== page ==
A phasor~ object, like other MSP objects such as cycle~ that use a rate for their timing, can have its repetition rate specified as a transport-related tempo-relative time value (note values, ticks, etc.). So if you want a phasor~ to work at a rate that is related to the transport's tempo, you can type in a tempo-relative time as an argument to specify its period of repetition instead of typing in a frequency.
The timepoint object sends out a bang when the transport reaches a specified time position. This can be useful for causing something to happen—or for starting an entire process—at a particular instant during the transport's progress. A timepoint might, for example, even trigger a new time position value to be sent to the transport object itself, thus causing the transport to leap to a different time.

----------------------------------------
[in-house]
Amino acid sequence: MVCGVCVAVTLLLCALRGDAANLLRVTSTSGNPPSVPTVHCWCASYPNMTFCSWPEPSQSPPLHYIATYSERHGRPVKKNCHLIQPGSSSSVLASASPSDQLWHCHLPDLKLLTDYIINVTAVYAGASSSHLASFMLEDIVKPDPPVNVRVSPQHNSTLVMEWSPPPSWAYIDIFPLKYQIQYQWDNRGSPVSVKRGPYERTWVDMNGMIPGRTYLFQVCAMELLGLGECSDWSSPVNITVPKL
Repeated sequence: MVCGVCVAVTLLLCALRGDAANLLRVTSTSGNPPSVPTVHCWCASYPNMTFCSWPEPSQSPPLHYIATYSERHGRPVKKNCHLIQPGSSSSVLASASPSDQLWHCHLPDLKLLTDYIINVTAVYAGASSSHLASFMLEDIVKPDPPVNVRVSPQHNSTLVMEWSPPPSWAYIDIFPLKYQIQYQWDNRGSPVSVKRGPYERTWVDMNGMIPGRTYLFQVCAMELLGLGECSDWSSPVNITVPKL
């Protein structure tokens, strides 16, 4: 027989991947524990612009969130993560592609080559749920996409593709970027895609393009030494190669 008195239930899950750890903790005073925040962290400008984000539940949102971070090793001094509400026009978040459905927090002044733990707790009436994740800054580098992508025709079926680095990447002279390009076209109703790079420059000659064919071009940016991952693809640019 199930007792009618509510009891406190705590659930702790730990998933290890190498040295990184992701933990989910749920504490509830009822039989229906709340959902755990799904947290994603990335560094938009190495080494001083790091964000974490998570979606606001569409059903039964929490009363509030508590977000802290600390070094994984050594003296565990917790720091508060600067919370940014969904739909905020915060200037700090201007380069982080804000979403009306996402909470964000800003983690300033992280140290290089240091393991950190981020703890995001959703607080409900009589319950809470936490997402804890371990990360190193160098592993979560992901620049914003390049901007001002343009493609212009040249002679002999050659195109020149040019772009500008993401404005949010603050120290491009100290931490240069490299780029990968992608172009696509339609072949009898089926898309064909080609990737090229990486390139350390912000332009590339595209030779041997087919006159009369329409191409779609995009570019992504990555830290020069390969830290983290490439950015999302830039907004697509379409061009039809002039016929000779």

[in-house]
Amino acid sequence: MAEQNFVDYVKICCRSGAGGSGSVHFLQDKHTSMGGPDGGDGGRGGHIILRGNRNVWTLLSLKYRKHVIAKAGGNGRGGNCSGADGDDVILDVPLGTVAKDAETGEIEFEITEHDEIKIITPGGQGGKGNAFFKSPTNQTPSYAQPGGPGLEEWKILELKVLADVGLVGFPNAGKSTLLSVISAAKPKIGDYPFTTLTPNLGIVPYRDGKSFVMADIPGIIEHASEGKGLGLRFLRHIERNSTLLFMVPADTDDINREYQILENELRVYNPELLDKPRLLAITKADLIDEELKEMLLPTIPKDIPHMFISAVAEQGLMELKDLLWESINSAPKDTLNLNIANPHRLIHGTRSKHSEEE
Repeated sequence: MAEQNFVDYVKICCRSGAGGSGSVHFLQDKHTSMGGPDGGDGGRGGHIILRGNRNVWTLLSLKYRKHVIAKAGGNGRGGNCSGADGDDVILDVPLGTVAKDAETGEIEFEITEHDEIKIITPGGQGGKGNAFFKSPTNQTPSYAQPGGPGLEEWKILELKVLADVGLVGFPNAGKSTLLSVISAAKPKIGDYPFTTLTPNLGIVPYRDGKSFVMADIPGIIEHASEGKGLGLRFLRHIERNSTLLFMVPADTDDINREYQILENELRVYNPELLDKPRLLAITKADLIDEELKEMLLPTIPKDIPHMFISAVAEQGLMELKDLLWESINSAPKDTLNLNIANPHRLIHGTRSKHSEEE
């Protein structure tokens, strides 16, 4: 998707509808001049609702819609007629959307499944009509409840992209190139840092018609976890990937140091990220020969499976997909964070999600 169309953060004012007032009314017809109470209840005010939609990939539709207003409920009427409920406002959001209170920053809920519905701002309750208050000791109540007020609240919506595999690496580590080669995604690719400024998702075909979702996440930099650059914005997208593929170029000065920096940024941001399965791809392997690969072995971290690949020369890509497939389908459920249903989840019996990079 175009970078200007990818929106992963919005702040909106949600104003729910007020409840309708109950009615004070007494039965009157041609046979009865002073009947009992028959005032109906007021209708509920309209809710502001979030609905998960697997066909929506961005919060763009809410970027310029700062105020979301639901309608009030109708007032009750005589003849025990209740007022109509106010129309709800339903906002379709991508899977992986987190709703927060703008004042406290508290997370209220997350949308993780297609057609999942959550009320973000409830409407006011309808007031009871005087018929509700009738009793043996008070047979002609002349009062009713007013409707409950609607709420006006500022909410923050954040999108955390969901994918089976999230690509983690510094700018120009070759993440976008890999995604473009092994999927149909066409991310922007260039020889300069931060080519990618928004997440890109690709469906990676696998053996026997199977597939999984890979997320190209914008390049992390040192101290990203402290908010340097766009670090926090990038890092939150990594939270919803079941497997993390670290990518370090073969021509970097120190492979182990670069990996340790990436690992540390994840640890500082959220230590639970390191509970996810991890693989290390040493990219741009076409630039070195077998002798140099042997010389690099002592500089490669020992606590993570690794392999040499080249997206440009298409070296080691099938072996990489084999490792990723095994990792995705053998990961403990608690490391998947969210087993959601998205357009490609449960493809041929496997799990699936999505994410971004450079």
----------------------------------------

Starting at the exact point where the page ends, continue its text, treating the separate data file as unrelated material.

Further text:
This example shows one way you might use phasor~ to make the length of an audio sample loop stay precisely synchronized with the beat of the transport.
The translate object converts a message from one type of time unit to another. It uses the tempo and the time signature of the transport to do that calculation. If the tempo or the time signature changes, the result of the calculation would be different, so translate always resends its output whenever the transport receives a change to one of those values.